Bazooka inhibits aPKC to limit antagonism of actomyosin networks during amnioserosa apical constriction

Daryl J. V. David, Qiming Wang, James J. Feng & Tony J. C. Harris

Development 140, 4719-4729 (2013)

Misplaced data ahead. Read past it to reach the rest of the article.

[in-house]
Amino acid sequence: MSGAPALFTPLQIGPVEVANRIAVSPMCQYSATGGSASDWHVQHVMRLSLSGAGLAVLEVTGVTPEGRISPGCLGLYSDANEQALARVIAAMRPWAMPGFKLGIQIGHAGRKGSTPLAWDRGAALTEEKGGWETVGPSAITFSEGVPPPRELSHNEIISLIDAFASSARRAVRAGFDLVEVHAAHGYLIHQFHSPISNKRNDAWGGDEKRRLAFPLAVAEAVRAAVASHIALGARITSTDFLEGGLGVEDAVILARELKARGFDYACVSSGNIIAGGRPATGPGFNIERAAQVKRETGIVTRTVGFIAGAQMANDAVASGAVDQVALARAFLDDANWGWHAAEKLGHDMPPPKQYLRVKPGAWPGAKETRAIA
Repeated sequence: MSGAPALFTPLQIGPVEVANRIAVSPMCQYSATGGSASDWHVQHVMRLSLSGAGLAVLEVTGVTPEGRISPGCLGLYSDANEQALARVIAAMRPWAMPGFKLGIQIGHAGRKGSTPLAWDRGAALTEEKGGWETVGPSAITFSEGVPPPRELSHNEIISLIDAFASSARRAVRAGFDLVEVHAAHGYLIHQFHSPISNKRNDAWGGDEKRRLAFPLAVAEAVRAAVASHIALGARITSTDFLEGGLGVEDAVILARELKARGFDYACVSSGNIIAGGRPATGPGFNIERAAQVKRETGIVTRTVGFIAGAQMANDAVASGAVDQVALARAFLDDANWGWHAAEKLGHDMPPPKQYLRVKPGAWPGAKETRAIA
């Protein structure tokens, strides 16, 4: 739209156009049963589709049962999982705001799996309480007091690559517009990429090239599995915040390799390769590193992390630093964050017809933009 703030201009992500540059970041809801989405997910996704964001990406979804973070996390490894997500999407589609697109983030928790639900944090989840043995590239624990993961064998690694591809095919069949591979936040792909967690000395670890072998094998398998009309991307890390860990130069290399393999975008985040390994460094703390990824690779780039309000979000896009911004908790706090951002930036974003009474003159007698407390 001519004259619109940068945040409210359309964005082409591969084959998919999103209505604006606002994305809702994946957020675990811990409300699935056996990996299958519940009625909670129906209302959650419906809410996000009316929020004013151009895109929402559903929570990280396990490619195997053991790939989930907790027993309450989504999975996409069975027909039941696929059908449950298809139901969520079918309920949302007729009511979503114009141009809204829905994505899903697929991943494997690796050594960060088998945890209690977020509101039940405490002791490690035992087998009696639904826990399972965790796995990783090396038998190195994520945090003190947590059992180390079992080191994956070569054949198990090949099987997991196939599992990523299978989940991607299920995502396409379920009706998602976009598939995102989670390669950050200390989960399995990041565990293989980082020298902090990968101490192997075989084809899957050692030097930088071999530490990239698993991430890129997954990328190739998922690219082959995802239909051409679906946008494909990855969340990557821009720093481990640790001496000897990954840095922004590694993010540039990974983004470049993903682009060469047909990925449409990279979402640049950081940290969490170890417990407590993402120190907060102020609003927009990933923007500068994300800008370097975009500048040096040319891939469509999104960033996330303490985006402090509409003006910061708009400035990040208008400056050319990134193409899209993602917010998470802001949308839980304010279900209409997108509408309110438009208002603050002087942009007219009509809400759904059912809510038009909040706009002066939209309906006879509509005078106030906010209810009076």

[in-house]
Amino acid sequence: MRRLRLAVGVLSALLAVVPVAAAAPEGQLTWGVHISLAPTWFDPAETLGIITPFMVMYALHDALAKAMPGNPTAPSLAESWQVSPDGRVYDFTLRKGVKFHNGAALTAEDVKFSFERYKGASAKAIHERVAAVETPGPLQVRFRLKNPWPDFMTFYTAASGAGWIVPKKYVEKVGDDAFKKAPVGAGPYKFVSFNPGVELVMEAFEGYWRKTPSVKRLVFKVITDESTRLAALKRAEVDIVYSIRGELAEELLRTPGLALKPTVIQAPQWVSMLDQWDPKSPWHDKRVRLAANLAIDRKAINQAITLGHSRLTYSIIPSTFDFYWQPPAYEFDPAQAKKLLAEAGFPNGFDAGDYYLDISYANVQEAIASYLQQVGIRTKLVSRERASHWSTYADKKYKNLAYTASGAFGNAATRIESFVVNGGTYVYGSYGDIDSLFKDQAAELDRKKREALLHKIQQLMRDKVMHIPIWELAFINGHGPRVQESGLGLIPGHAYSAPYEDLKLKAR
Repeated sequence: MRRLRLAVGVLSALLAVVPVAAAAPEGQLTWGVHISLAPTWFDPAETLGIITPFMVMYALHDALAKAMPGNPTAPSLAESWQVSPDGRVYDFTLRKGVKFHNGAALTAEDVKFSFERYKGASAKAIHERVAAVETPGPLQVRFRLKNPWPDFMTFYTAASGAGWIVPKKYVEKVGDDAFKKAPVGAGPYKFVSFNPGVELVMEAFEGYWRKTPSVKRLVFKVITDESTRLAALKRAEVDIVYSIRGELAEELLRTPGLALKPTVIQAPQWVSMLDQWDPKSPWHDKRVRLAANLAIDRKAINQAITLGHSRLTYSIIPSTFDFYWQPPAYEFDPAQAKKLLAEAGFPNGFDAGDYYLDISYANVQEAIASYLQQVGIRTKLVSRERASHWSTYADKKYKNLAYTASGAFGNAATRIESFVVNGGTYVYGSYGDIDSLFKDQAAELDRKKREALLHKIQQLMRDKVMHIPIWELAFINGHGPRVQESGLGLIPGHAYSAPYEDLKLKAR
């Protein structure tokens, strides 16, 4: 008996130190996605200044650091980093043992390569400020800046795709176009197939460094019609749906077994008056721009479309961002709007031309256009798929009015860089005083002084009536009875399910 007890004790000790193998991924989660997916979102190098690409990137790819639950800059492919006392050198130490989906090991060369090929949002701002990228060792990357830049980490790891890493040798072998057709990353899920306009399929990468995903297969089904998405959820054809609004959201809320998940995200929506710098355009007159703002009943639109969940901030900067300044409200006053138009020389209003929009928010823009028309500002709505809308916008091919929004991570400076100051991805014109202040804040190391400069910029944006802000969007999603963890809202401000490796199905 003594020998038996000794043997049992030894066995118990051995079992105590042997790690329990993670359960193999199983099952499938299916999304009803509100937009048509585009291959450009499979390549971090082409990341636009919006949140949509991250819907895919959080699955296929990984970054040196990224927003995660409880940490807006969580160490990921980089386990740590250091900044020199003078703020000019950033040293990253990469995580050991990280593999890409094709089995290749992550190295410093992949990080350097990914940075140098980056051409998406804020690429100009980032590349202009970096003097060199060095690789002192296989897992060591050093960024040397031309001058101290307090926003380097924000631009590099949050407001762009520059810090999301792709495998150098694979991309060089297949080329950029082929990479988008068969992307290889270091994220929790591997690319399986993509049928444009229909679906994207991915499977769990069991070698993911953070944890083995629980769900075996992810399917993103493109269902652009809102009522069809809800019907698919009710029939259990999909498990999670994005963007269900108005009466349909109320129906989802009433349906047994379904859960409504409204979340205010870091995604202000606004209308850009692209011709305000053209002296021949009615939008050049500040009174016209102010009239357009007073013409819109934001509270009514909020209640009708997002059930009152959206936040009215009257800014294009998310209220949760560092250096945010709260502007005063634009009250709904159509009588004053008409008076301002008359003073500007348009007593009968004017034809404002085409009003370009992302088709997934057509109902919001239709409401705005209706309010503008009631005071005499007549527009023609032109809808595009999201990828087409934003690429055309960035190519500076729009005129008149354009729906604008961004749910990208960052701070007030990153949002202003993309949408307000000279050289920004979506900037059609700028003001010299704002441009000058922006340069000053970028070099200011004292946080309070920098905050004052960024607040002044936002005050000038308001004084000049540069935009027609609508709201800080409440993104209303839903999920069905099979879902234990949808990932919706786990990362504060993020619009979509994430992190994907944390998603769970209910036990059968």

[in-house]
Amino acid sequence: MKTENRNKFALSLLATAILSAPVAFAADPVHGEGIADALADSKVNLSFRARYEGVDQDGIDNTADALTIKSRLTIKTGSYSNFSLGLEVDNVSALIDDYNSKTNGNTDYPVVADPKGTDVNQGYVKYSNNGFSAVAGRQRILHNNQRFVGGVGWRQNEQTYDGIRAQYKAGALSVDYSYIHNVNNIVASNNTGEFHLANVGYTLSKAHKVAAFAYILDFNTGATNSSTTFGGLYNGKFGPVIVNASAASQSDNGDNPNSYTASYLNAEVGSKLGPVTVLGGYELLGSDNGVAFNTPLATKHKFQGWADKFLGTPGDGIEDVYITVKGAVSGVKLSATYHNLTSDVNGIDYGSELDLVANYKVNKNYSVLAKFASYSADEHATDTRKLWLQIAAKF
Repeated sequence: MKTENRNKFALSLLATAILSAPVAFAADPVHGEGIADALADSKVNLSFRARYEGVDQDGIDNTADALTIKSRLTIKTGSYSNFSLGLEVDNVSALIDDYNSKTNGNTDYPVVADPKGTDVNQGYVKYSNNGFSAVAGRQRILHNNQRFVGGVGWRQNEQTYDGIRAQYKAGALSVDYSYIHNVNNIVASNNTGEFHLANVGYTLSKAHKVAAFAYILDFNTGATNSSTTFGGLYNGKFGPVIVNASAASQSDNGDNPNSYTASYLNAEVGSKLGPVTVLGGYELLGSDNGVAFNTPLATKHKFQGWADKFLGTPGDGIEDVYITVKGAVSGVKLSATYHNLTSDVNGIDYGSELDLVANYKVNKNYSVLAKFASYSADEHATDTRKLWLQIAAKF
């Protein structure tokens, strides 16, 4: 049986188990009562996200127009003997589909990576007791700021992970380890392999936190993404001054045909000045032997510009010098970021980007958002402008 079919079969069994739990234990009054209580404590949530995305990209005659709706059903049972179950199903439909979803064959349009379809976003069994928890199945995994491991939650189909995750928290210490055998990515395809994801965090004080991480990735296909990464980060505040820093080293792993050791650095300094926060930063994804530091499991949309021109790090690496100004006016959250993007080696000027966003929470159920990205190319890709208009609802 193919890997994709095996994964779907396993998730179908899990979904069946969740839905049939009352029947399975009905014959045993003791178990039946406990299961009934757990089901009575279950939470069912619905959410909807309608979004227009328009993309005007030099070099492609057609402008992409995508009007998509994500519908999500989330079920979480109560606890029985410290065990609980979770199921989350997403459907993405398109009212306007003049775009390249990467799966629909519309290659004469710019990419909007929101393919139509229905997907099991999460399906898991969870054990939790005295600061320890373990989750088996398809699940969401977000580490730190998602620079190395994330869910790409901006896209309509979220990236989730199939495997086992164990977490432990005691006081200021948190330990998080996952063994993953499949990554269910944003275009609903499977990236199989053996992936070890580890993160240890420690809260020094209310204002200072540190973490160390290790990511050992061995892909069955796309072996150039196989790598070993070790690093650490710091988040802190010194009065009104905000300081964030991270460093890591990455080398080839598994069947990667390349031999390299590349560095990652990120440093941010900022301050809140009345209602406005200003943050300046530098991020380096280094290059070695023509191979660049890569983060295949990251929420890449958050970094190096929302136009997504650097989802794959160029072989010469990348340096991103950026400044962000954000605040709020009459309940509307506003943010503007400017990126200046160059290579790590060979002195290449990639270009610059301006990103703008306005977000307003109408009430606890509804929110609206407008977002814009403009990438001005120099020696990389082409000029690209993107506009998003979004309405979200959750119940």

Abstract - Cell shape changes drive tissue morphogenesis during animal development. An important example is apical cell constriction that initiates tissue internalization. Apical constriction can occur through a phase of cyclic assembly and disassembly of apicomedial actomyosin networks, followed by stabilization of these networks. Delayed negative feedback mechanisms typically underlie cyclic behavior, but the mechanisms regulating cyclic actomyosin networks remain obscure, as do mechanisms that transform overall network behaviour. Here, we show that a known inhibitor of apicomedial actomyosin networks in Drosophila amnioserosa cells, the Par-6-aPKC complex, is recruited to the apicomedial domain by actomyosin networks during dorsal closure of the embryo. This finding establishes an actomyosin-aPKC negative feedback loop in the system. Additionally, we find that aPKC recruits Bazooka/Par-3 to the apicomedial domain, and phosphorylates Bazooka for a dynamic interaction. Remarkably, stabilizing aPKC-Bazooka interactions can inhibit the antagonism of actomyosin by aPKC, suggesting Bazooka acts as an aPKC inhibitor, and providing a possible mechanism for delaying the actomyosin-aPKC negative feedback loop. Our data also implicate an increasing degree of Par-6-aPKC-Bazooka interactions as dorsal closure progresses, potentially explaining a developmental transition in actomyosin behavior from cyclic to persistent networks. This later impact of aPKC inhibition is supported by mathematical modeling of the system. Overall, this work illustrates how shifting chemical signals can tune actomyosin network behavior during development.